Behind Kosar you had the running tandem of Mack and Byner. What a team, I remember the games like they were yesterday.

As we went to each game my dad's personality rubbed off on our neighbors and we were slowly accepted.

"Hey Tom, how's Tatiana?"

"You think we can beat the Steelers again, Tommy?" said the season ticket holders around us.

My dad had the loudest bellowing voice and he would never hesitate to give Marty Schottenheimer a piece of his mind.

"What are you thinking about Marty? You're an idiot. I saw that play call from here and I'm just a fan," he'd bellow.

My brother and I would join in. It was the time that I bonded with my dad. We barely spoke back then, rather than starting a fight, silence was golden. I could never do right, or good enough. My father was a tough taskmaster and I hated him for pushing me. But he never had to push me on weeks of home games. If I did well and kept out of trouble, I was rewarded with tickets. If I didn't, my brother, sister or one of my dad's work colleagues would get the tickets. I disliked the days I screwed up, because slowly but surely I learned that if I did, I wasn't going to the game. The ride to, during and back from the game was when I bonded with my dad. I treasured every game where he explained the minutia of the option and how the run and shoot was going to ruin the game of football. And then came the game in which my allegiance changed forever.

January 3rd, 1997. My brother, my dad and I were all at snowy Cleveland Stadium for the playoff game against my first team, The New York J-E-T-S, JETS, JETS, JETS!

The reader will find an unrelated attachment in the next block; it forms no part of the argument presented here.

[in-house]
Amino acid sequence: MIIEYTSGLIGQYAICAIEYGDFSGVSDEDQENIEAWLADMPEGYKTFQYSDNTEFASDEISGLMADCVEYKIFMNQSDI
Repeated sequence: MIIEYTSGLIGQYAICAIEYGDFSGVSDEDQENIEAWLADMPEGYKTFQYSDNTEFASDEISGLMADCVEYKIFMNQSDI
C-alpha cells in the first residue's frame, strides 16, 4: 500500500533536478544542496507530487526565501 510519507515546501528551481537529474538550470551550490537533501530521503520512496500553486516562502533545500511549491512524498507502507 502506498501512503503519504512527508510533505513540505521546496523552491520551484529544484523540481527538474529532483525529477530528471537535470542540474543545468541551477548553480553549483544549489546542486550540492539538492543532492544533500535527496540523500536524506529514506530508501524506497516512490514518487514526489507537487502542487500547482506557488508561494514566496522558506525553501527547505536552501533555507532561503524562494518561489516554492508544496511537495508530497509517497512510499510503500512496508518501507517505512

It had snowed and was freezing. We watched the most exciting game in the world and it looked like we had lost. I was sad beyond belief and we slowly started the long walk to the car when a giant cheer rose from the crowd. My dad had the portable radio, listening to Nev Chandler call the miracle. The Browns were going to overtime. We rushed back to the game, to our seats and watched the Browns drive in overtime and beat the New York Jets to advance to host the AFC Championship against John Elway and the Denver Broncos. My dad and I celebrated the entire way home. How we were going to see "our" team win the AFC title and go to the Super Bowl.

January 11th we watched the Browns fight one of the greatest fights ever. And then a punt put Elway and the Broncos ninety-eight yards from the end zone for the tying score. You know the rest of the story, and how the game ended in overtime. But what you didn't know was my father's reaction. "Son, that’s how you lose. You give it all you got, if you win that's good. But never give up, give it all you got"

I had become a Browns fan and a fan of my father.

We don't talk much, which is ironic, for even though my father runs a reservations call center for American Airlines still, he hates to be on the phone. A normal conversation with him is "Hi, how are you doing? Here's your mother." This year he and my mom are finally moving to a house they are renovating in preparation of his retirement. He packed up plenty of things to move from a four-bedroom, two-story house to a smaller house, but he gave me a box. Inside the box was an autographed AFC Central Division Championship Cleveland Brown Football from 1985, '86, and '87 . "Your dad wants you to have it. He knows that no one else would appreciate it more than you," my mom told me.

My dad said nothing as I gave him a hug. "Thanks Dad, I love you," I told him. "Go help your mother," was his reply. He didn't have to say a any more. I knew what he was really saying.

Sean A. Donahue is a freelance writer, radio personality and poker amateur. He is the author of Instant Tragedy a website looking a life, liberty, and the ability to have Instant Tragedy when you just add water. He is divorced with two children and lives in Lubbock Texas.